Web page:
By: Karen Gunnison Ballen
Publisher: Twenty-First Century Books
PUblication Date: August 2012
Reviewed by: Deb Fowler
Review Date: January 2013
Gregor Mendel’s observations of seemingly simple breeding experiments in the mid-1800s would have far reaching implications on how we view our genetic inheritance. When he observed the “different traits, such as round versus wrinkled peas,” this led to the discovery of dominant and recessive units or genes. Later in the century microscopes further enhanced his research as microscopes enabled scientists to view chromosomes, “long coiled strands of DNA” inside biological materials. Little did they know what they were looking at, but soon other scientists would discover the implications of these discoveries.
Thomas Hunt Morgan’s work with fruit flies and their genetic inheritance or genetic linkage fascinated one of his students, Alfred Sturtevant. Sturtevant subsequently “created the first genetic map,” a discovery that Morgan dubbed “one of the most amazing developments in the whole history of biology.” Work on genetics quietly progressed as scientists began to link and build on the work of their predecessors. Scientists in the early 1950s “knew the basic components of DNA,” but it wasn’t until Rosalind Franklin, a British biophysicist, captured an “X-ray diffraction photo of a DNA molecule” that they knew the structure was a double helix.
Franklin was neither acknowledged nor thanked for her work when three scientists won the Nobel prize for confirming the structure of DNA. Work once again progressed into the 1970s when genome sequencing began. Little could anyone know that debate and outright war would lie ahead for those striving to sequence the human genome. Patents and profits entered into the formula. You’ll read and learn about the sequencing, the Human Genome Project (HGP), the genome shotgun technique, the Bermuda Accord, the “war” between biologist Craig Venter and geneticist Francis Collins, and you’ll learn many other fascinating things about the rivalries and scandals surrounding the decoding of our DNA.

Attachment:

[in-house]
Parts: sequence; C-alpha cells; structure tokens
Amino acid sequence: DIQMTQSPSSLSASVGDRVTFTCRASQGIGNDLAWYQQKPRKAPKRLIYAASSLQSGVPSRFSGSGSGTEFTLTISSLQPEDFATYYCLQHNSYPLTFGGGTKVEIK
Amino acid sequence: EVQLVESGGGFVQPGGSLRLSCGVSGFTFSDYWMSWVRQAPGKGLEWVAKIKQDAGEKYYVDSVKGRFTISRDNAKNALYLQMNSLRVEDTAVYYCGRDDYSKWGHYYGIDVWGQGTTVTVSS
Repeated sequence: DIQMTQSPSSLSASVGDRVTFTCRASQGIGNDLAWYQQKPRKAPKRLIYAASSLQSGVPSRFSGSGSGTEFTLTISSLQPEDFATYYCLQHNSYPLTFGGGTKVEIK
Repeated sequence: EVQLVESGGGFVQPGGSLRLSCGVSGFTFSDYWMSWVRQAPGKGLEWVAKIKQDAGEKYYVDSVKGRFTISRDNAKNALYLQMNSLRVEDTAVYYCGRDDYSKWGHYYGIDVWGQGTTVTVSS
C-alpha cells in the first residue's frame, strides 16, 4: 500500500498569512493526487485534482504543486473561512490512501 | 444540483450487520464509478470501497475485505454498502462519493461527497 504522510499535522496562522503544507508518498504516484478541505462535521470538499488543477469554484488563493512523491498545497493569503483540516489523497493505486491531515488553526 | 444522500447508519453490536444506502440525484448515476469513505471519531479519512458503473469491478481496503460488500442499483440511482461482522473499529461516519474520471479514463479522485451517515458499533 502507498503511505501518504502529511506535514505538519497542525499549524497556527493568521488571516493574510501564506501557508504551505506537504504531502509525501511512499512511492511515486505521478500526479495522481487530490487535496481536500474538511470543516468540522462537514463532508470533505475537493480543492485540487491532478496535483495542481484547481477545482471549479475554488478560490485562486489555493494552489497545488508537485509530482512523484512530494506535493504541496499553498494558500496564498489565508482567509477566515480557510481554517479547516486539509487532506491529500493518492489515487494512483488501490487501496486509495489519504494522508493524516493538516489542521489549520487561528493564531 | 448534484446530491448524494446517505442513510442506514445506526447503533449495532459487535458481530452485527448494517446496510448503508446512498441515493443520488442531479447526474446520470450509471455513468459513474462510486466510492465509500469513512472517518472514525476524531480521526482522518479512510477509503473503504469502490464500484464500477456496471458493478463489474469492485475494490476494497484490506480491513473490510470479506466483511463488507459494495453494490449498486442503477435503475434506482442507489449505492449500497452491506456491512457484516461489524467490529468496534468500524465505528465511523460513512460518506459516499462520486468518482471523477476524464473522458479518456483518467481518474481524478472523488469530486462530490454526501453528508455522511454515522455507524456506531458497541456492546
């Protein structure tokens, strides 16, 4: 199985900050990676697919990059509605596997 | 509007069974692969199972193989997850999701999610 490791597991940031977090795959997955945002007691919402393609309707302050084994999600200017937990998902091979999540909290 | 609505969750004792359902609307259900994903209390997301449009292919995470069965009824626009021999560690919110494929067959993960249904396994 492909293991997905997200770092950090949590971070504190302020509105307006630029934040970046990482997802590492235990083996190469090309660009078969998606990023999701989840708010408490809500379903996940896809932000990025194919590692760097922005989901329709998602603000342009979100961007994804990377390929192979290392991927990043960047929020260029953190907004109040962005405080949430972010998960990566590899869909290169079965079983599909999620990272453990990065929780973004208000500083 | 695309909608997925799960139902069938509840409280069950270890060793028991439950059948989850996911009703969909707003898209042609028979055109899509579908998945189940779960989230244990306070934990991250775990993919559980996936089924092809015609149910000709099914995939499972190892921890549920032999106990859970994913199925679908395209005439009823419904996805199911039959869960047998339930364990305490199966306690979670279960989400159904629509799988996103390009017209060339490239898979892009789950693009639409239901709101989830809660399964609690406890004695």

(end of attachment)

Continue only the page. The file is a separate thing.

This is an amazing overview of the science and the scientists behind the sequencing of the human genome. Many young people are familiar with Gregor Mendel and his study of the traits of different pea plants. The history of genetics leading to the sequencing of the human genome is not as well known. The book starts out with the conflict surrounding “the crown jewel of twentieth century biology” and the scientists and debate surrounding its ownership, so to speak. This exciting introduction then goes back to Mendel and builds back up to the “genome war.” The book was well-researched and will be a high interest book for those students interested in science. In the back of the book is an index, a timeline (1866 to 2012), a glossary, source notes, a selected bibliography, and additional recommended book, and website resources to explore.
Quill says: This is one is a series, Scientific Rivalries and Scandals, that will be of high interest to young people interested in unusual scientific stories!
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